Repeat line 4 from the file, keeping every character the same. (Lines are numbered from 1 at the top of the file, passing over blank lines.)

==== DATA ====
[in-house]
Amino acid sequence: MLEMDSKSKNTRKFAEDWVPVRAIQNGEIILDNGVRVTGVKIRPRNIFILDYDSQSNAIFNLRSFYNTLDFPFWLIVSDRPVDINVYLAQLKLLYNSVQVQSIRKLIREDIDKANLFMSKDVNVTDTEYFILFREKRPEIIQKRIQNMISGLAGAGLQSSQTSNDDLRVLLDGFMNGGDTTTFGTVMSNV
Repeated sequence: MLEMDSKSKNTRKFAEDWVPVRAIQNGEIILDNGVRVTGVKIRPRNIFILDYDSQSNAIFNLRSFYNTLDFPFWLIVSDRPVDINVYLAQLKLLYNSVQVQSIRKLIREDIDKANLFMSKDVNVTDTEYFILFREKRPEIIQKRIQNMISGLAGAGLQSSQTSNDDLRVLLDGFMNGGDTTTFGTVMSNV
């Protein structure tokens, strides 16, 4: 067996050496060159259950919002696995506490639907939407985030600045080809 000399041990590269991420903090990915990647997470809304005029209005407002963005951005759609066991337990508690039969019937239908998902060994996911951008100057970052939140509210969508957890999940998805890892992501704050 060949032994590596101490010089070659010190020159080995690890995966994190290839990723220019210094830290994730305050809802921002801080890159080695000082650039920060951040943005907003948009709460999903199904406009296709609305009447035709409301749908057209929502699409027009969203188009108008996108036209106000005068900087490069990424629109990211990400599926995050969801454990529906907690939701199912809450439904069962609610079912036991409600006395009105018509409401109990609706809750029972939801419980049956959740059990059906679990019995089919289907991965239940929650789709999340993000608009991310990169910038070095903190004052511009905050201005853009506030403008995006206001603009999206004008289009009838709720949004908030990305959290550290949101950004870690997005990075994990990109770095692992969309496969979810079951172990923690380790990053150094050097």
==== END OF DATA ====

């Protein structure tokens, strides 16, 4: 067996050496060159259950919002696995506490639907939407985030600045080809 000399041990590269991420903090990915990647997470809304005029209005407002963005951005759609066991337990508690039969019937239908998902060994996911951008100057970052939140509210969508957890999940998805890892992501704050 060949032994590596101490010089070659010190020159080995690890995966994190290839990723220019210094830290994730305050809802921002801080890159080695000082650039920060951040943005907003948009709460999903199904406009296709609305009447035709409301749908057209929502699409027009969203188009108008996108036209106000005068900087490069990424629109990211990400599926995050969801454990529906907690939701199912809450439904069962609610079912036991409600006395009105018509409401109990609706809750029972939801419980049956959740059990059906679990019995089919289907991965239940929650789709999340993000608009991310990169910038070095903190004052511009905050201005853009506030403008995006206001603009999206004008289009009838709720949004908030990305959290550290949101950004870690997005990075994990990109770095692992969309496969979810079951172990923690380790990053150094050097």